Inside a nearly empty cabin on the short jaunt from Los Angeles to San Francisco, I dozed slightly, enough to drift into a dream, a series of abrupt visions conjured up by a subconscious desire to fly: vivid flashes of reds, glinting in the sun, mountainous hills, and a seascape spanned by majestic bridges. I woke up; San Francisco loomed high above the ocean as the plane slid in for a landing. On a trip like this, all I could think about was getting behind the wheel of a fast car on the streets of San Francisco. Who wouldn't?
What if we were to tell you that you could have all of the fun and excitement of driving, say, a Maserati, but without being stuck with the Maserati price tag? How about a Ferrari, a Porsche, a Lotus, or a Mercedes? Crazy, you say? You might be surprised. In fact, you'd better sit down. Here, how does the plush leather of a 355 Spyder feel? Nice, huh? You want to take it out? It's yours, but don't worry, your life savings is very much intact.
We're about to shatter the much-heralded platitudes about buying an exotic car, as exhilarating as it all might seem at first. Here it is: Just say no. There are alternatives, viable, exciting, and rewarding alternatives to spending a hundred grand on a car you'll worry more about than your own children. Don't be that guy; paying sticker price for an exotic car you can afford to drive only on the weekends is for suckers, fools, and their money, especially when financing this new car involves more than five zeroes (that's to the left of the decimal point), a major upheaval in your personal investment strategies, and a possible drag-down fight with the more stubborn half of your marriage who usually doesn't understand that a car is more than just transportation-merely a means from Point A to B-and a platform on which to pile bags of groceries. Have you ever seen a Lamborghini in a grocery story parking lot? It's absurd.
That's exactly what Torbin Fuller first thought, as the initial giddiness of his Ferrari purchase began to wear off a few years ago, and what was left was the fear of dings and dents in public parking lots, the ridiculous insurance rates, the winter storage fees, the constant maintenance, upkeep, and typical repairs. When was there time to enjoy the purchase? In traffic on the way to work? It's like keeping a thoroughbred tethered to the starting gate, but nobody thinks of those things when the siren song of a finely tuned exhaust converts their life savings into instant debt as soon as they sign the documents at the dealer. All they can think about is getting that car out on an open road, feeling the gears under their hand, the wheels on the road, the wind in their hair, and the exhaust notes like a symphony in their ears.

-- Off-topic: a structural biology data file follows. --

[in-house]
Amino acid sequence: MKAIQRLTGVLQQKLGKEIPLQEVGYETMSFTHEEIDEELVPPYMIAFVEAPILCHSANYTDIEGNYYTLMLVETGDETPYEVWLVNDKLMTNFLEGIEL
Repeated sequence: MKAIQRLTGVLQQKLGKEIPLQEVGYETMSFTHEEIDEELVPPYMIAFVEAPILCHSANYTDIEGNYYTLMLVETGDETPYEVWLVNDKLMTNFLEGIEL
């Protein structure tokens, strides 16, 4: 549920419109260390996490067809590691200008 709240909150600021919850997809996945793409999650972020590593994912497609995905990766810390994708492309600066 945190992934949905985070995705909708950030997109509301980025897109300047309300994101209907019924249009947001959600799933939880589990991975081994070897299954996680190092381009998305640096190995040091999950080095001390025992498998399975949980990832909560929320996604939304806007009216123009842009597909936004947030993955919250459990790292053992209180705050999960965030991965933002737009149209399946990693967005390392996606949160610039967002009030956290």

As a mild-mannered Notre Dame graduate languishing in the financial department of Ford Motor Company in Michigan, Fuller was a man with a penchant for pricey wheels, but he felt there had to be a better way to enjoy several vastly different cars at the same time without going mindlessly broke or ending up in jail for grand theft auto. There was a way and he found it. After relocating to the warmer climates of San Francisco in early Spring 2003, Fuller and business partner Dan Fleming put together Club Sportiva, an outlet for those who have as much a passion for beautiful automobiles as they do for driving them. Long-time member of the club, Dr. Rick Noodleman, a dermatologist from San Jose, makes a point against ownership of any kind of exotic car: "It is nice to experience the vehicles on an ownership level, but I'm only going to drive them on Saturday or Sunday, and they have to take up space in my garage. With the club cars, I don't have to do any maintenance on them, ever. Plus, you get bored with one car, and here you get to drive an array of cars, some period, some high-horsepower, and there's no big commitment; it's easy in, easy out."